Destination Bailey unveiled
Tom Locke, Flume Editor
A presentation of possibilities for the enhancement of Bailey struck a chord of enthusiasm at the Platte Canyon Area Chamber of Commerce breakfast meeting on Nov. 11.
A joint PowerPoint presentation by Susan Lambert and Mary Sasser, chamber board members who are on the Destination Bailey Committee, stressed a number of ideas to make Bailey more attractive and to bring more year-round business to the area.
The Destination Bailey Committee is a chamber-sponsored group of people who want to make Bailey a planned stop for visitors. The presentation helped introduce the group to the wider chamber.
"We wanted to open it up to the businesses in Bailey to put forth their ideas and get involved with the [Destination Bailey] Committee," said Lambert, the chair of the Destination Bailey Committee.
In the short term, objectives that she thinks can be accomplished by the end of next year include:
An arch over Main Street that says "Welcome to Bailey;"
Solar-powered street lights;
Planter boxes; and
Enhancing the median in downtown Bailey with trees through working with the Colorado Department of Transportation.
"CDOT's been great. The county's been great," said Lambert.
Indeed, for safety reasons and at the request of Destination Bailey, CDOT has already taken action to change the speed limit signs on U.S. 285 as traffic approaches the Coney Island hot dog stand, so that there is a more gradual change from 40 mph to 45 mph, to 50 mph.
"Finding out that CDOT is so eager to work with the community" has been a plus for the Destination Bailey Committee, according to Sasser. "All you have to do is ask. It is phenomenal."
Signage from CDOT for "food, gas, lodging, historic site," as well as U.S. 285 improvements, such as turn lanes, and landscaping improvements to the downtown median on U.S. 285, were all possibilities mentioned in the PowerPoint presentation.
There are three main areas that were addressed in the presentation, Lambert said. One was expanding outdoor activities to extend the busy season beyond April through October, she said.
The ideas under that heading include a river walk through downtown, a walking path from Platte Canyon High School to the Coney Island hot dog stand, reopening Geneva Basin, which was a ski area near Guanella Pass, and horseback riding.
In Morrison, an eight-foot-wide concrete walkway has led to "huge increases in revenue" fora area businesses, as the town has been identified as a good place to spend time and money, Lambert said.
"It took Morrison about seven years to get theirs done," she said.
In Bailey, a river walk would ideally stretch from the Coney Island to the Farmers Union. That would involve about 30 parcels of land, 10 of which are owned by the Denver Water Board and 20 of which are privately owned, she said.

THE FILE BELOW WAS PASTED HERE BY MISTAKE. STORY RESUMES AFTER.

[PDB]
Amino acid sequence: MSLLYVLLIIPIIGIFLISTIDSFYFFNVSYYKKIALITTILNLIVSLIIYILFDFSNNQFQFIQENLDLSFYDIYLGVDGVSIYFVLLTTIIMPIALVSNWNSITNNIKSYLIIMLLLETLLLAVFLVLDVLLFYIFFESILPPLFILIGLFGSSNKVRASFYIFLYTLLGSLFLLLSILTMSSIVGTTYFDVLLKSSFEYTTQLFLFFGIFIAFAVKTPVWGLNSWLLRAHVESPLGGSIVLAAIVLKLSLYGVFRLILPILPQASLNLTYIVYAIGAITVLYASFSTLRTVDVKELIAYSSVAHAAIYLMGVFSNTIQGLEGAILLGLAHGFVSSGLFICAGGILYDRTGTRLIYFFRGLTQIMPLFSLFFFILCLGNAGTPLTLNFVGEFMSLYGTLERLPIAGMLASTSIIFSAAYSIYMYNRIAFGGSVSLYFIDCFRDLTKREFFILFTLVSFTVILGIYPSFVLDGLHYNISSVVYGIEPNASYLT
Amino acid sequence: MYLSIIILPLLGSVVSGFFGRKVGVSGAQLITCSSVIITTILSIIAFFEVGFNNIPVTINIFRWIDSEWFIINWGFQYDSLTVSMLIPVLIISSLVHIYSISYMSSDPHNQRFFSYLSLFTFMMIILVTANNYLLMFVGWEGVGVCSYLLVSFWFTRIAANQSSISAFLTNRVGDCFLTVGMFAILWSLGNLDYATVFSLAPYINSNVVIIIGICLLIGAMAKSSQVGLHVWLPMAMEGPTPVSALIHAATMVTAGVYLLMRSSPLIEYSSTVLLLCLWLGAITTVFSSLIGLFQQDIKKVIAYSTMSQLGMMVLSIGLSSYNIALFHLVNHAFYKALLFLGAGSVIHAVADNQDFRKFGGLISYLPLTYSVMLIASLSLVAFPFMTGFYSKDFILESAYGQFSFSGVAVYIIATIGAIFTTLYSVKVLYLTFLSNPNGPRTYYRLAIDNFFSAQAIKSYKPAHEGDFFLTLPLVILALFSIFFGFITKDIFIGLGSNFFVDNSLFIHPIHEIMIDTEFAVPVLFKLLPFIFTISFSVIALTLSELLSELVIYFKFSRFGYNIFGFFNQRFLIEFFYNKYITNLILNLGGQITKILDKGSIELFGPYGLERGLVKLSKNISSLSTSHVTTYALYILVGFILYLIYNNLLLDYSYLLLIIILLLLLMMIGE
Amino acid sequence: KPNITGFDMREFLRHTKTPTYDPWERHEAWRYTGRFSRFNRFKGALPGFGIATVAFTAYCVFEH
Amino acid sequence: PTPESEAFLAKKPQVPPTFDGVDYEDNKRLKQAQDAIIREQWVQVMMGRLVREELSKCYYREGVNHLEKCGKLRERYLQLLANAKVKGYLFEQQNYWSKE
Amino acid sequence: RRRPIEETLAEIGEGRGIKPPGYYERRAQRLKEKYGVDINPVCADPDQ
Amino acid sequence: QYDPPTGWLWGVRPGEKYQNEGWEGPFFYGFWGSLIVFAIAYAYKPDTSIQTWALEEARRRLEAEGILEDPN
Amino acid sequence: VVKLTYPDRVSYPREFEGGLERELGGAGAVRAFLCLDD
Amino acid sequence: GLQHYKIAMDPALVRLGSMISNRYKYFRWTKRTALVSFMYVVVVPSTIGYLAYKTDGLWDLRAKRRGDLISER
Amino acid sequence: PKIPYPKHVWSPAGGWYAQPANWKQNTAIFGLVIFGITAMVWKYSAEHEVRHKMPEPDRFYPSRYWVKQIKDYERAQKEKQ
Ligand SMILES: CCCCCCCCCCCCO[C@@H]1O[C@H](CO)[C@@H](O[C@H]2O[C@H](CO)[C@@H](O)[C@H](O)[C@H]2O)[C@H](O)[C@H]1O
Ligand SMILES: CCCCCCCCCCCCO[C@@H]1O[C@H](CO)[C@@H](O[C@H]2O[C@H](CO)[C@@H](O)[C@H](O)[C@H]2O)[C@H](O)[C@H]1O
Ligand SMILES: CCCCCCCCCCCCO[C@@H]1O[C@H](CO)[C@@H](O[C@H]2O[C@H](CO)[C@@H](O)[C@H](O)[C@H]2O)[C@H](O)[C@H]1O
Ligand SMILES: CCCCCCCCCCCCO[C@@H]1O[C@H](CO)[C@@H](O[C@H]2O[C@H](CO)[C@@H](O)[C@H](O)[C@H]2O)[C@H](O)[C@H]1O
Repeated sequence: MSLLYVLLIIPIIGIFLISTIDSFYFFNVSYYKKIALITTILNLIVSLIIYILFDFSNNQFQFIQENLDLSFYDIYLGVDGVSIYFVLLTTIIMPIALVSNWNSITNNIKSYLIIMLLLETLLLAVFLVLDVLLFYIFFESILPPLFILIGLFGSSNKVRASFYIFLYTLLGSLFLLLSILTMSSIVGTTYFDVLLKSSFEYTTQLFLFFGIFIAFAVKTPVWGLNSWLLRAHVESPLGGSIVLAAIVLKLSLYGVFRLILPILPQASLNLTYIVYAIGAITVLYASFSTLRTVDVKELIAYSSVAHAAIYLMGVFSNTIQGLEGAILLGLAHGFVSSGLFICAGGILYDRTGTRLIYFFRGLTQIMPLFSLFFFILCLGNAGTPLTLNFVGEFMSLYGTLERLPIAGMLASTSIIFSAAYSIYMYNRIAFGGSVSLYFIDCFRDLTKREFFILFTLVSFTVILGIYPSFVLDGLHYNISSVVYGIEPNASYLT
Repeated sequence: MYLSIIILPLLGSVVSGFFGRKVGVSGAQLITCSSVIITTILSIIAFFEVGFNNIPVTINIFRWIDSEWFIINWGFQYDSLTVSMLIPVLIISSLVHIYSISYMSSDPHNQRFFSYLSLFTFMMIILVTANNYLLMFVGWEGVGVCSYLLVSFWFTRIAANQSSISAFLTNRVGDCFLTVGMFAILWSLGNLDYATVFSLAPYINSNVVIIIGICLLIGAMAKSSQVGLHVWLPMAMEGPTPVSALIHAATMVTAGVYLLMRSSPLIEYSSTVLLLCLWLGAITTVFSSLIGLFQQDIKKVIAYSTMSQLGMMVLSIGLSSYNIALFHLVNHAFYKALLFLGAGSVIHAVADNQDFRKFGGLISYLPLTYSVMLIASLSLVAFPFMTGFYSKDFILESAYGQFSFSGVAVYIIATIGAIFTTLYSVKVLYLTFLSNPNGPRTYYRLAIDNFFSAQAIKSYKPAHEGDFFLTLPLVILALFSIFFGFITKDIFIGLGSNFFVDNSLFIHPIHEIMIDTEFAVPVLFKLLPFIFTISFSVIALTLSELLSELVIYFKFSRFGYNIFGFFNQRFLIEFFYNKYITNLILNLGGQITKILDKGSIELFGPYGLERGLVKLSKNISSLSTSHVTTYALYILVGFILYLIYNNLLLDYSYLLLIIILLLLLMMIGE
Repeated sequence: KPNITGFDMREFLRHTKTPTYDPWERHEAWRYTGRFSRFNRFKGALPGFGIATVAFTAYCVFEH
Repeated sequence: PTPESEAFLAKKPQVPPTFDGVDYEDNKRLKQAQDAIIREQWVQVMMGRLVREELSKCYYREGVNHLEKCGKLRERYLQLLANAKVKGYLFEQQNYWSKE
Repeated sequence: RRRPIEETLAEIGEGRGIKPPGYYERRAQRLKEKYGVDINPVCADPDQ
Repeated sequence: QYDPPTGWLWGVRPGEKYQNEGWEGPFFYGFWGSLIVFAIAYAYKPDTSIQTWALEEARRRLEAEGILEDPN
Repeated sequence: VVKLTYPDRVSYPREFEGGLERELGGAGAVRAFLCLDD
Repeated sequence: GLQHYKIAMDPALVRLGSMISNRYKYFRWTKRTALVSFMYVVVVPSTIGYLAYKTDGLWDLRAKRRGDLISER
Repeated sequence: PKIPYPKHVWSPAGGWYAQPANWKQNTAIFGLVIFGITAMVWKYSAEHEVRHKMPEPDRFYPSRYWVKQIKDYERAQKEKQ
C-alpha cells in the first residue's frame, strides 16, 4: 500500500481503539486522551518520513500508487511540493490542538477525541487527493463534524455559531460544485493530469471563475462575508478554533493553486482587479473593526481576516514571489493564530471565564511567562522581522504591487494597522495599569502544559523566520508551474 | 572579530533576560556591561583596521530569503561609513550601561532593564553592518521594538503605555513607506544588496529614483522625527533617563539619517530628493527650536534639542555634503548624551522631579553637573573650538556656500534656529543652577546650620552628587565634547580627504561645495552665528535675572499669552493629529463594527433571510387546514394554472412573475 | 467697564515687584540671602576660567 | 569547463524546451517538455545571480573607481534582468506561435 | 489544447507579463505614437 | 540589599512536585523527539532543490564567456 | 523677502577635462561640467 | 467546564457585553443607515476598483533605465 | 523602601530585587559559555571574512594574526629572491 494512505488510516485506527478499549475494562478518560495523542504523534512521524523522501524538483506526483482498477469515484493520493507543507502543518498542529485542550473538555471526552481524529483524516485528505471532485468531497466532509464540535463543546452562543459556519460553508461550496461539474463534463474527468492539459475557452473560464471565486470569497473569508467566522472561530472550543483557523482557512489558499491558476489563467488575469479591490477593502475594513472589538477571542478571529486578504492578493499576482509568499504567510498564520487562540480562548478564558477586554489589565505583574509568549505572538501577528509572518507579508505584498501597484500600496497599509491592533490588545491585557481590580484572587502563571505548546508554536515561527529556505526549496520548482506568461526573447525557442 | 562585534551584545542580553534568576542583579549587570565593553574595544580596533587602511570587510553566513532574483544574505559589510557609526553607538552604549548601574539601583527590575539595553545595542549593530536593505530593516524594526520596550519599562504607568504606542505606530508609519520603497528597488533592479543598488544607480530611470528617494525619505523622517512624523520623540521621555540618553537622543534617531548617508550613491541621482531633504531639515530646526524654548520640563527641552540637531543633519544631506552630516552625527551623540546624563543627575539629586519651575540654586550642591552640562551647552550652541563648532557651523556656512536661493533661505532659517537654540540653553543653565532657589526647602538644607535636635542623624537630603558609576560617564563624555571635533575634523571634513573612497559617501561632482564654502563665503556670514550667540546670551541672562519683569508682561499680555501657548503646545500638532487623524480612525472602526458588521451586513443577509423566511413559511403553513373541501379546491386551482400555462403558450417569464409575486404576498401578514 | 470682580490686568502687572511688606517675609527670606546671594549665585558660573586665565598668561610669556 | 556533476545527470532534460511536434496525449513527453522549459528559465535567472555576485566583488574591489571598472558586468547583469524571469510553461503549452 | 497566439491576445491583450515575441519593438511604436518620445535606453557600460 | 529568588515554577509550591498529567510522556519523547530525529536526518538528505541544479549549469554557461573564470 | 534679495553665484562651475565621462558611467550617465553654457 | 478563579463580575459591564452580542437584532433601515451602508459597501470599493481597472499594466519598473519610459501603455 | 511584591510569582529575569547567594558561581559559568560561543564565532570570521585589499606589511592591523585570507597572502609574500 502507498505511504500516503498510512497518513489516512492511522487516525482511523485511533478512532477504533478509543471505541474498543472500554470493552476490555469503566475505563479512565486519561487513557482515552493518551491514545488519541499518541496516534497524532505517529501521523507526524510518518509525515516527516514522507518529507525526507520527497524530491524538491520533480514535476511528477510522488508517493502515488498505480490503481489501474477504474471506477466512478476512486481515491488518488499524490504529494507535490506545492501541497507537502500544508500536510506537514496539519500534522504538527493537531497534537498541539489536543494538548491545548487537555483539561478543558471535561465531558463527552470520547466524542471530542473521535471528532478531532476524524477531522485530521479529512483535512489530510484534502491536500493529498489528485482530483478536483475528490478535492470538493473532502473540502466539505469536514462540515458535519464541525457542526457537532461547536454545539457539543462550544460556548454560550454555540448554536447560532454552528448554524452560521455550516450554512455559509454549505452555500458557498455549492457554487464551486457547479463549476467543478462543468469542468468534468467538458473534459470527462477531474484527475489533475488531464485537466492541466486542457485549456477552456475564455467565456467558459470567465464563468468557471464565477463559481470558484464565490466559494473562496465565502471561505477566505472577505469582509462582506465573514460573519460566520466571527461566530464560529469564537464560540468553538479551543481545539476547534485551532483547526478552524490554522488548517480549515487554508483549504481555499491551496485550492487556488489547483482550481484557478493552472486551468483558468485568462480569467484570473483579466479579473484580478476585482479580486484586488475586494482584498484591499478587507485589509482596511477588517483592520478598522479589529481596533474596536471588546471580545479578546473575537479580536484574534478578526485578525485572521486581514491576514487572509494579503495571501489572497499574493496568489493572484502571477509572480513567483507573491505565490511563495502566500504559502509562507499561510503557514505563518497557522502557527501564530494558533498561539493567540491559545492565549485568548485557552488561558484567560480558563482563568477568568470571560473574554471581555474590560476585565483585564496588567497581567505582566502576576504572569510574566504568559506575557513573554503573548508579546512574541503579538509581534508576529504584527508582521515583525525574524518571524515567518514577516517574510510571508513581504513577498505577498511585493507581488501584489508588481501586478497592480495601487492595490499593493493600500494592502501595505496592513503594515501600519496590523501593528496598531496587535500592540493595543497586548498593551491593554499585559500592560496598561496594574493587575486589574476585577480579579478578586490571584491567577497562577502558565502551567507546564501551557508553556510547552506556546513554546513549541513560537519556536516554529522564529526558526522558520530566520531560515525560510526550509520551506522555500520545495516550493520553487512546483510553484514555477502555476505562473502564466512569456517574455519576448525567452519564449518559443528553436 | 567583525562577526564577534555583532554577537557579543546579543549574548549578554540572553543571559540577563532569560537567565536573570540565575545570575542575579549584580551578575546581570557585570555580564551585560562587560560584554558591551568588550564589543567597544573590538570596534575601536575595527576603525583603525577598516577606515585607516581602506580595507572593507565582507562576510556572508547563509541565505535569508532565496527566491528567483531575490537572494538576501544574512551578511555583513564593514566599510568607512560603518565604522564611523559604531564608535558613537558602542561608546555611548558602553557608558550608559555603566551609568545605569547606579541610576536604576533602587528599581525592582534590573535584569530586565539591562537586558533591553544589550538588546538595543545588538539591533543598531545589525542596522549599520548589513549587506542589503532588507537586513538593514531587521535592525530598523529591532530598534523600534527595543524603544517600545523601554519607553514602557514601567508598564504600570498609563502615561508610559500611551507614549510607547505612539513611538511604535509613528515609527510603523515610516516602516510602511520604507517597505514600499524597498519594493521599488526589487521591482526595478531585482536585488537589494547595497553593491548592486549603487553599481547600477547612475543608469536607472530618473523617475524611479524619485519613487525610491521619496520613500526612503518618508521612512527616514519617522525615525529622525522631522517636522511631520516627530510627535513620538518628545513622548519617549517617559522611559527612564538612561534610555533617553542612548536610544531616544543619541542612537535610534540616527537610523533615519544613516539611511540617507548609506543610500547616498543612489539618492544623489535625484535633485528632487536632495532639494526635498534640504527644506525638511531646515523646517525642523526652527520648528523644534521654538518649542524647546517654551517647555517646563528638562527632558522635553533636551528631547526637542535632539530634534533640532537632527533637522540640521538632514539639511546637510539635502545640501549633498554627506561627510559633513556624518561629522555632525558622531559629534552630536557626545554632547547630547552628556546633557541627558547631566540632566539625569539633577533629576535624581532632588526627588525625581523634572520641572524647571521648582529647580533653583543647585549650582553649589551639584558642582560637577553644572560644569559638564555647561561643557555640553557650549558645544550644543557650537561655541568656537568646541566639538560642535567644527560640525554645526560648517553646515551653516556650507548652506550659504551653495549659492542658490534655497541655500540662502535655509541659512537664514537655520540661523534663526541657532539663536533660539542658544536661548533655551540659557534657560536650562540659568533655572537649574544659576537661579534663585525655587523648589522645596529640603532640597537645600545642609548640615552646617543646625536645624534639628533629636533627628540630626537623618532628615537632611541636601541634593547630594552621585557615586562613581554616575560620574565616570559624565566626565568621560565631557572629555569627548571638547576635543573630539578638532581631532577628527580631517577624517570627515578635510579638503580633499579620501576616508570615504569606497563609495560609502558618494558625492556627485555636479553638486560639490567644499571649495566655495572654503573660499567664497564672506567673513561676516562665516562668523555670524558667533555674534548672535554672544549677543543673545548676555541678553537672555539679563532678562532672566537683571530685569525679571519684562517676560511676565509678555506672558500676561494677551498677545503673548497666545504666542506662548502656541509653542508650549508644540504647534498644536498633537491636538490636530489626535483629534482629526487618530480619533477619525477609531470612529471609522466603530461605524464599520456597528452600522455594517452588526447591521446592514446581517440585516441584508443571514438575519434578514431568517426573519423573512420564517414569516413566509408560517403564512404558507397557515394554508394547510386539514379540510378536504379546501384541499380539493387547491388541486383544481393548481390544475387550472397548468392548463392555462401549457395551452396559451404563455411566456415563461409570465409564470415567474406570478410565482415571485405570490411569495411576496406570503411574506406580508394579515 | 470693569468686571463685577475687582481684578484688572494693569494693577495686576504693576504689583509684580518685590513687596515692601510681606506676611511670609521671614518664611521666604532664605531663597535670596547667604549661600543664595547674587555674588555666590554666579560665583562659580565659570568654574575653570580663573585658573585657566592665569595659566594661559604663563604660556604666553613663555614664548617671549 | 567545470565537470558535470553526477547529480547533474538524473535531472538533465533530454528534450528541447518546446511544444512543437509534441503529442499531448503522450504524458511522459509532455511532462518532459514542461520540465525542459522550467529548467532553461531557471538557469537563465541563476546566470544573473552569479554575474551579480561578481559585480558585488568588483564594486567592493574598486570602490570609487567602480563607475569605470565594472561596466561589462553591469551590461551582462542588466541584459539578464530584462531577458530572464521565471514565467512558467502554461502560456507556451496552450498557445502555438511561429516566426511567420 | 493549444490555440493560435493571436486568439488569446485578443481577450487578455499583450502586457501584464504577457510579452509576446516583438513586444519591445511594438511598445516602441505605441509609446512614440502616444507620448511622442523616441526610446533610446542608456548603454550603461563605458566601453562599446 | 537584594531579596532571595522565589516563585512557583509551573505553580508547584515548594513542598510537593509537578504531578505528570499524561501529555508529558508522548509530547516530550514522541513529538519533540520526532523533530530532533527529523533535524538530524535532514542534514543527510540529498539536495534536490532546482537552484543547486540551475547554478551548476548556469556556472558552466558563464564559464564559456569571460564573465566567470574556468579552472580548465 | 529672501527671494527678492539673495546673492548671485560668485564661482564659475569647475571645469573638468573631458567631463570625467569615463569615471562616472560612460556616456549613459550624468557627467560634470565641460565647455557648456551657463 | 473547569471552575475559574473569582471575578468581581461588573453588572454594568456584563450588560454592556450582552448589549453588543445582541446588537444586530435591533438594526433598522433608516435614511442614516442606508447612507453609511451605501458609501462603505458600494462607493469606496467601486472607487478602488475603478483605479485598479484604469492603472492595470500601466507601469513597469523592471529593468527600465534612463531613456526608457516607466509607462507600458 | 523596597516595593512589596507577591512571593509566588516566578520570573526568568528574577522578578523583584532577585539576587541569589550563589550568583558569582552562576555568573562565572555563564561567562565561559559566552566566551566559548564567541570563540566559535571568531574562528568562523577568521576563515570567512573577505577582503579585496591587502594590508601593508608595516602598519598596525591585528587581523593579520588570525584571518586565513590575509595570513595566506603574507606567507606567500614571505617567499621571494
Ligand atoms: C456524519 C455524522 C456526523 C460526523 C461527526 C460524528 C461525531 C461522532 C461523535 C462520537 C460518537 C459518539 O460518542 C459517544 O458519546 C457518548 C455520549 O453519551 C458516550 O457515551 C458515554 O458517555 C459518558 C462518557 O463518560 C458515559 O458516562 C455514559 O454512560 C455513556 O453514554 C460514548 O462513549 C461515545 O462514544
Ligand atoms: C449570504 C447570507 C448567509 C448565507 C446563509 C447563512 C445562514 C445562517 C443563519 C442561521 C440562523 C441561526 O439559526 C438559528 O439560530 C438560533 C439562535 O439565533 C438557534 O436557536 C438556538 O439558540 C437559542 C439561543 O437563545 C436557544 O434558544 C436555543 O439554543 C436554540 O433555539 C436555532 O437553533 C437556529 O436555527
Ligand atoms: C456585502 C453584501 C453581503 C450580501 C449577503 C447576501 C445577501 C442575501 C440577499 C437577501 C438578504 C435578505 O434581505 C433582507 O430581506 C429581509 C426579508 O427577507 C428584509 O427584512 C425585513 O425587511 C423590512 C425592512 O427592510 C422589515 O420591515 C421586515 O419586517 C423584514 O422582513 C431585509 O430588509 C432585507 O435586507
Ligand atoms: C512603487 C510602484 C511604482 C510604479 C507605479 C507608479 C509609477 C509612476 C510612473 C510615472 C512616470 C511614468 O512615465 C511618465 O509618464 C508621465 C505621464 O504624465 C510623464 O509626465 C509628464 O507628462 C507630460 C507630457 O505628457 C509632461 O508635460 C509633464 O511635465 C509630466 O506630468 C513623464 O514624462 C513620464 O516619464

The second major point in the presentation was attracting new businesses. Among those mentioned in the presentation were a microbrew, a bank, and an art and craft gallery.
The third major point was improving business infrastructure, specifically getting high-speed Internet access.
"I think it has some exciting, doable possibilities for enhancing Bailey, " said chamber member Steph Millard. The 30 or so members who were at the breakfast "seemed quite receptive," he said.
He was impressed that the committee has developed a mission statement and a vision statement and short-term, medium-term, and long-term goals, with the idea of benefiting businesses and beautifying the area.
A central idea is to get people driving through Bailey to stop and enjoy themselves.
Sasser stressed that "baby steps" are important, and that includes the recent effort to clean up the downtown area.
"I got the best feedback [about the presentation]," she said. "For one thing, they're glad that there's been achievable goals already met."
"It's so exciting, all the possibilities. It truly, truly is. It's within reach."
Making Bailey an incorporated town is listed in the PowerPoint among the "medium-term projects." Sasser said that if the town is incorporated it would be easier to get grants and it would also enable the community to raise money through sales taxes, much of which would be paid by non-Bailey residents.
According to the PowerPoint presentation, the county recommends incorporation for Bailey.
Among the other announcements made at the meeting were:
The chamber's holiday mixer will be held on Thursday, Dec. 4, at Meadow Creek Bed & Breakfast, starting at 5:30 p.m., with dinner starting at 6:30 p.m. It will include a silent auction for the chamber's scholarship fund. Advanced tickets are $25 each or $45 per couple, and tickets at the door are $30 each and $60 per couple. The deadline for advanced tickets is Nov. 28. Call Carrie Marsh at 303-838-7802 for more information.
The cost for chamber membership will be reduced by $15 a year in the new year. Prices will go from $90 a year to $75 a year for regular members, and from $45 a year to $30 a year for nonprofits.
Chamber board elections will be held at the Jan. 13 meeting.
A fundraiser for Chances Scholarships will be held at the high school and middle school on Dec. 15-16. Roses and carnations will be sold.
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